Beloved St. John’s Community,
Every year, during Holy Week, all of the deacons and priests in the Episcopal Church in Minnesota gather with our Bishop to reaffirm our ordination vows. Perhaps not all of you realize that in the Episcopal Church, when a person is ordained, she or he takes lifetime vows that guide our lives and ministries—so, during the week between Palm Sunday and Easter, we always meet to refresh our memory of and commitment to the vows we have made.
This year, our gathering was so very strange. Both our current Bishop Brian Prior, and our Bishop-elect Craig Loya, and all the clergy, gathered via a Zoom phone call that had seven pages of thirty or more clergy per page. But we committed, again, to the lifelong journey we have each made: to minister God’s Word and the Sacraments so that “the reconciling love of Christ may be known and received.”
When our Bishop spoke to us, he said something that moved me to my very core. He said: “My friends, for the church, this is just business as usual.” Nothing has changed. God has joined us in suffering and death. God has raised Christ from the dead; the Presence of Christ is really with us, in each other, in the Sacraments of Baptism and Holy Communion, and in the “least of these”—even if we are physically separated from one another, we are bound together with a love that is the only thing stronger than any other force on earth, including COVID-19.
Whatever else you are experiencing, during this time when we cannot physically celebrate the Eucharist together, I invite you to sink even more deeply into your baptism—which is the other and founding Sacrament of the Church. In baptism, we symbolically die and rise again with Christ. We die to seeing ourselves as separate from God and others; we die to the ways of empire, violence, and selfishness; and we rise to lives centered on Jesus’ Way of Love.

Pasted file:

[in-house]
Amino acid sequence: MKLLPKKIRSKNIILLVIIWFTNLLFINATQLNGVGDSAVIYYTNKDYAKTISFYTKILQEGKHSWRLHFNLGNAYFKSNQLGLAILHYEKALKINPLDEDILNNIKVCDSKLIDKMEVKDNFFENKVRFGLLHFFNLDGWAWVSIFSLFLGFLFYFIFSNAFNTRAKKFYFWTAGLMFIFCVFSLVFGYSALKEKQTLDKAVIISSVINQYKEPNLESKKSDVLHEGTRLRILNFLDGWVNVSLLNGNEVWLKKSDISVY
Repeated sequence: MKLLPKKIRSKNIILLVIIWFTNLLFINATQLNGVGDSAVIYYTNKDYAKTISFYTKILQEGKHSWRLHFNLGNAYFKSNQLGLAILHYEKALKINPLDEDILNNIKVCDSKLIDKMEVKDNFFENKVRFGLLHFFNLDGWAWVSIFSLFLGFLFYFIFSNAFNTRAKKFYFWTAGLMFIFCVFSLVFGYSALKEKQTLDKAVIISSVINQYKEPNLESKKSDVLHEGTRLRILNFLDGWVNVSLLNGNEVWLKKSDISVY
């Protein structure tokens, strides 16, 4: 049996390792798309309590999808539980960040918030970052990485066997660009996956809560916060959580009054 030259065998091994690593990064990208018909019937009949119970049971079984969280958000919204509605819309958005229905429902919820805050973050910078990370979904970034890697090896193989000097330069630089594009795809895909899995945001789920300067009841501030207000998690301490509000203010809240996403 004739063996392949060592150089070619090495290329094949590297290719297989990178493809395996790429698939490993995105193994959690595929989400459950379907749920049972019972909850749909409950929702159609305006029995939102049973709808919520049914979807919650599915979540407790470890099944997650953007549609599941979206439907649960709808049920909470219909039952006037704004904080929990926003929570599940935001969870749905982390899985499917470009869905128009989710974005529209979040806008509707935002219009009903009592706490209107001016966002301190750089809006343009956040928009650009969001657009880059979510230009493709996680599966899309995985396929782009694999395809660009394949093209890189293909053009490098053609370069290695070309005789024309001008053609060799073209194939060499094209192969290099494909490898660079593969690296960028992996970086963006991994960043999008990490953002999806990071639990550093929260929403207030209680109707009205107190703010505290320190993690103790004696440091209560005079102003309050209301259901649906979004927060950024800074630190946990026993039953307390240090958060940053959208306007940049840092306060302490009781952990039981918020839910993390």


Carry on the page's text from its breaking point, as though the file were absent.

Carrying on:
This, my beloved friends, is business as usual.
During the next three days—Maundy Thursday, when we remember Jesus’ last meal with his disciples, his commandment to love one another, and his long agonizing vigil at the garden in Gethsemane; Good Friday, when we walk the stations of the cross to remember Jesus’ arrest, crucifixion and death; and Holy Saturday, that terrible time when all hope was lost and resurrection was not even imagined—I invite you to let go of all those burdens, failures, and losses you can no longer bear. Let them die with Jesus. Sink into the truth of God’s overwhelming love for you, stronger than anything else. Let God’s love rebirth you—let the love and life of God be borne anew in your spirit. In all the ways you are walking through this pandemic—choosing love and serving the common good over selfishness, fear, and our individual preferences and wishes—let’s allow the love and life of God help us offer our best to one another. Choose patience with your family, support the good others are trying to accomplish, find ways to provide for those on the front lines. And know that these choices are our way of life; these choices are based on our identity as followers of Jesus’ Way of Love. Let God’s Spirit work resurrection in us and, through us, in the world around us.
Before sunrise on Easter Sunday, at 6:00am, we will release a series of videos from parts of the Great Vigil of Easter. Consider waking up early so that these beautiful words and music can imprint your awareness with joy. Have courage to move through the dark of the coming days, knowing that the light of Christ is an eternal source of comfort and hope, and cannot be extinguished.